The most exciting development in Australia in the past 10 years relates to the growth in professionalism among practitioners. As so little formal I-O psychology was taught from 1950_1985, many practitioners have had to learn `on the job or through experience in the armed services. Now, most young psychologists complete a 4-year honors degree in psychology (more psychology is covered in these 4 years than is typical of the U.S. curriculum). This is followed by a 5th and 6th year masters program involving coursework, a research thesis, and 1,000 hours of supervised practice in organizational psychology. Increasingly, universities are offering combined Ph.D./Masters programs in I-O psychology, while some have gone down the route of professional doctorates in organizational psychology. Post-graduate I-O programs are offered through a growing number of Universities (e.g., Queensland, Griffith, Macquarie, University of New South Wales, Melbourne, Monash, University of Western Australia, Curtin, Murdoch, etc.). More established practitioners who were unable to benefit from formal training in earlier years have been supportive in integrating younger I-O psychologists into professional roles, while also updating their own skills.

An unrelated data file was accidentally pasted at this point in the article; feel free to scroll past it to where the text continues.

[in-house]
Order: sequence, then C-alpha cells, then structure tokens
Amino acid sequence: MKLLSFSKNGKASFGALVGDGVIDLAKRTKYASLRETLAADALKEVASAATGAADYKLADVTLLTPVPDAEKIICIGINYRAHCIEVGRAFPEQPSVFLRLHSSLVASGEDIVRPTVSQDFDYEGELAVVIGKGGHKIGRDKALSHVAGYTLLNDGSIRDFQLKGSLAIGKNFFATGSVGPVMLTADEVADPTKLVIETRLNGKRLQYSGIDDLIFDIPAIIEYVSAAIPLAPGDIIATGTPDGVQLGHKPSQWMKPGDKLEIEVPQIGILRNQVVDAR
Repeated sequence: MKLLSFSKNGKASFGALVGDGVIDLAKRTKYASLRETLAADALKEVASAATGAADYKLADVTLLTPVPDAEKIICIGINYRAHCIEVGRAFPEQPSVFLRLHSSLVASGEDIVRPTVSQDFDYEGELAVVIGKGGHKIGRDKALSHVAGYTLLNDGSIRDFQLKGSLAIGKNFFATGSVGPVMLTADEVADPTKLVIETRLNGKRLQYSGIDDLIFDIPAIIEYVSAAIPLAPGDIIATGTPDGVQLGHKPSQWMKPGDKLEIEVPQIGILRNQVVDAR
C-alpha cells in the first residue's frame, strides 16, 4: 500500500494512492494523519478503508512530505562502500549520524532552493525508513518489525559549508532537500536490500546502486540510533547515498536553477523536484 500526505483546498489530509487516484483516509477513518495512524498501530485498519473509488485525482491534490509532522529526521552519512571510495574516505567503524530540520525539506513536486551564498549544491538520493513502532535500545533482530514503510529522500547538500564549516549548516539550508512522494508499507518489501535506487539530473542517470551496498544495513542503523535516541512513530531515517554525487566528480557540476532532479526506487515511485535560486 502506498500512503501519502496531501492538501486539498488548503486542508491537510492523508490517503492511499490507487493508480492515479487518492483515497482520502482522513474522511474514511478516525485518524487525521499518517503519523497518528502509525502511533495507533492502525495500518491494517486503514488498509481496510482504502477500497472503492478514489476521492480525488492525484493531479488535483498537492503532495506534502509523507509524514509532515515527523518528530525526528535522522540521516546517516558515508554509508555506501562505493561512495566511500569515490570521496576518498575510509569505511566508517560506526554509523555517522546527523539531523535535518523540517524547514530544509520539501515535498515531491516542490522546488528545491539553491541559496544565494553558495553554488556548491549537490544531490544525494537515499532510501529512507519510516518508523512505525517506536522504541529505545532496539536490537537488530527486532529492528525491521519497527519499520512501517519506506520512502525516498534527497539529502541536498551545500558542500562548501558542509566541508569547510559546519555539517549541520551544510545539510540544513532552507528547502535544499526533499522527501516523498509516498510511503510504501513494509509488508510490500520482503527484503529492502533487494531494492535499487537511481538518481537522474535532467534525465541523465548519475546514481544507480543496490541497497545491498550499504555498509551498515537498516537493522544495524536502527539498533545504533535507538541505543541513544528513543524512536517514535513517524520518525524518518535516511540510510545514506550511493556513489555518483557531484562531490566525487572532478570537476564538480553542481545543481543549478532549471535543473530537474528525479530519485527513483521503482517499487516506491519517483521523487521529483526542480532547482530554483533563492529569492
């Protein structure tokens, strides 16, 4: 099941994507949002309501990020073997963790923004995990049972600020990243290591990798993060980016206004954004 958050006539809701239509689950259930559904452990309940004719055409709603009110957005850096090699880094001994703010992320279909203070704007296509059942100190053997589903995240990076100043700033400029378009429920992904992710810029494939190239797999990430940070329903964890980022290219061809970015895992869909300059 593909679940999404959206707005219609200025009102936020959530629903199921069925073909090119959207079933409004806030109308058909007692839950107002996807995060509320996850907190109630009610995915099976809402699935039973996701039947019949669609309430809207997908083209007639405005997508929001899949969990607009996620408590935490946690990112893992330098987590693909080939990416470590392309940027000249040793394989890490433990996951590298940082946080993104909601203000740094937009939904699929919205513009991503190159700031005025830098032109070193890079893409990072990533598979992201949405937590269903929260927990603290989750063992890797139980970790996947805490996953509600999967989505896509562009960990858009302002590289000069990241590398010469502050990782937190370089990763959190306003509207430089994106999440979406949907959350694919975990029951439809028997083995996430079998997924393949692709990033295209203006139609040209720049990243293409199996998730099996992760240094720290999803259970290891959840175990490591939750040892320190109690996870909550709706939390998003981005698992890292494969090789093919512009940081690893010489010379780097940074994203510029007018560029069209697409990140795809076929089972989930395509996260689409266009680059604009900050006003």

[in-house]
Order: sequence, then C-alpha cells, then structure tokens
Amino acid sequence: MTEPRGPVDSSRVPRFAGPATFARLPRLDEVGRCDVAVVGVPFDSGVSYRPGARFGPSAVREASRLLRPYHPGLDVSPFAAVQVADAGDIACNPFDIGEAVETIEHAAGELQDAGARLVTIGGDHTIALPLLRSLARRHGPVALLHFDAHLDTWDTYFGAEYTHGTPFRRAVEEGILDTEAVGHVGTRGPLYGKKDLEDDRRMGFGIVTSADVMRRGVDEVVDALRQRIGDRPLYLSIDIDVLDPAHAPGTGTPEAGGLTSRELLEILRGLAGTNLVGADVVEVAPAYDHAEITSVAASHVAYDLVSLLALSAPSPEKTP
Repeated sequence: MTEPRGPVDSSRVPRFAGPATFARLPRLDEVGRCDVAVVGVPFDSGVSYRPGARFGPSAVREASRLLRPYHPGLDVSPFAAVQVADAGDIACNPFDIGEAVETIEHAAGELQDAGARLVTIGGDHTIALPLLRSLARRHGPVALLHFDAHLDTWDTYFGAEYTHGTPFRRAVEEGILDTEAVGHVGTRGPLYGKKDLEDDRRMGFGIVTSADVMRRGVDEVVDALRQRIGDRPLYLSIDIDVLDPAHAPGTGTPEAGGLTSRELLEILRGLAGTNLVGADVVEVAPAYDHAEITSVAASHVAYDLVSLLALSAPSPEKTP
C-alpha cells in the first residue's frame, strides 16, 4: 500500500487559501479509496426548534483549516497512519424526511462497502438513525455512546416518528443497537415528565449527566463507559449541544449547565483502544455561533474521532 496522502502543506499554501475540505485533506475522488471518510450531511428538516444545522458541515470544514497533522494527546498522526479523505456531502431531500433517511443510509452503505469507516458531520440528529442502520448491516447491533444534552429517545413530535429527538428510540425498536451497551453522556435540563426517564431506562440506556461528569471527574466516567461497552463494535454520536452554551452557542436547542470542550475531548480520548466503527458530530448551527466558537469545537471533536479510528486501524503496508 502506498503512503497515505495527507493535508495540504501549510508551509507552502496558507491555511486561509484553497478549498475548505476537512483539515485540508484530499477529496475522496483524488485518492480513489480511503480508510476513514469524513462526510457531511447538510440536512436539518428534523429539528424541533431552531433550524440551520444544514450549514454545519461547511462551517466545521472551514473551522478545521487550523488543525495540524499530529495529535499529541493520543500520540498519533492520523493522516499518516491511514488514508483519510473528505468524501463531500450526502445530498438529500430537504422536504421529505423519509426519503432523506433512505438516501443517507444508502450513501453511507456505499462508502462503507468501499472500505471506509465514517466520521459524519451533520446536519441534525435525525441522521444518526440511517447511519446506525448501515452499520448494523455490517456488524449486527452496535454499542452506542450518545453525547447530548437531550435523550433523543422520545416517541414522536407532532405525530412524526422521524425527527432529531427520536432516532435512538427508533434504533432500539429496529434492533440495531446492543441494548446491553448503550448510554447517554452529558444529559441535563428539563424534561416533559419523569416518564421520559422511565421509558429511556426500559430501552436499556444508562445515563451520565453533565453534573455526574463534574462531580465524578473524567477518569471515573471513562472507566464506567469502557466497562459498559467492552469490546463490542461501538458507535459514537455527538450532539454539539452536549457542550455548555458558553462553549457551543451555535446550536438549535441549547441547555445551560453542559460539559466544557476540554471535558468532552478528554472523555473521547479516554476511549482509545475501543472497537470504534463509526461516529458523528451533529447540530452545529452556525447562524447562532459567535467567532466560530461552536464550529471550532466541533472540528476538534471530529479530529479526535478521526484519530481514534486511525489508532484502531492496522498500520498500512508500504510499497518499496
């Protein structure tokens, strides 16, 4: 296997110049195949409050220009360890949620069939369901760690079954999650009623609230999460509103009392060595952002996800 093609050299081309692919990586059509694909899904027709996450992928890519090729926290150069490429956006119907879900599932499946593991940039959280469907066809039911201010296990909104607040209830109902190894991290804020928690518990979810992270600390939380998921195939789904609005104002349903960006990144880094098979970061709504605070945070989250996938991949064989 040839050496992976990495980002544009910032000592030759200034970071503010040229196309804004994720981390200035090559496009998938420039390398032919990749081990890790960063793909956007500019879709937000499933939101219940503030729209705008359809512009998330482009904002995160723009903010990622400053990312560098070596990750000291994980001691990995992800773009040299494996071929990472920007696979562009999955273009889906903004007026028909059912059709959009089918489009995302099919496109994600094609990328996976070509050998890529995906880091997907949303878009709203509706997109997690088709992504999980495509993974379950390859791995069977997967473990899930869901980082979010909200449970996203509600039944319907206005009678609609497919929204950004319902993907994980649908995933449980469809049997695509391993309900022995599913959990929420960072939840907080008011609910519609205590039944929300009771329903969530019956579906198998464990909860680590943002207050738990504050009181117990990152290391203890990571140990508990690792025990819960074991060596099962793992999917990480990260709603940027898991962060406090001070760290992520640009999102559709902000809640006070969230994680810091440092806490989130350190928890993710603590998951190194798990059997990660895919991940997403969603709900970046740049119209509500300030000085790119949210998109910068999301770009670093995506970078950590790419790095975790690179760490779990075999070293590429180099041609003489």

Most Australian practitioners have become particularly well informed of developments within the field of I-O in Australia, Europe and the U.S.. We are also well placed to take advantage of a growing interest in I-O psychology emerging from the Asia Pacific area, and to forge a distinctive flavor to I-O psychology. This will be necessary if we are to avoid the growing globalization of I-O psychology in association with multinational consulting companies. This trend is resulting in the application of uniform HRM and I-O processes and procedures all over the world. Many of these procedures are highly valuable, but survival relies on diversity, and I-O psychology is no exception.

Industrial-Organizational Psychology in Brazil
Alvaro Tamayo
Department of Social and Work Psychology
University of Brasilia
70.910_900 Brasilia Brazil
e-mail: tamayo@unb.br 
Fax: (61) 273_6378 and 273_8259

In the last few years, industrial-organizational psychology has developed remarkably in Brazil, in the research field as well as in its applications. The country has been through economic, social, and technological changes which have had a great impact on the workforce, workers' competencies, management models, organizational structures, occupational patterns, and expectations concerning the quality of services and products. These changes have created new challenges for industrial-organizational psychology studies, on the practice level as well as for research and psychologists' training.